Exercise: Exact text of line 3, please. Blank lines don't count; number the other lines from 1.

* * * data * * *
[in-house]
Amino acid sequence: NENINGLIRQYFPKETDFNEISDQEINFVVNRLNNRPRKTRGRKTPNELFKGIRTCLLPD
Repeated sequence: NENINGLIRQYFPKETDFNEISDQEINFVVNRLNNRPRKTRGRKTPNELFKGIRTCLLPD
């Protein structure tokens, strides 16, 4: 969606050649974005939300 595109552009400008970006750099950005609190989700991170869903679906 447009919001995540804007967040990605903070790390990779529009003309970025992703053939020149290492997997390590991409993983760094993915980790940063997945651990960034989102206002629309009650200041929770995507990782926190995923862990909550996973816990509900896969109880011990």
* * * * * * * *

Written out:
Repeated sequence: NENINGLIRQYFPKETDFNEISDQEINFVVNRLNNRPRKTRGRKTPNELFKGIRTCLLPD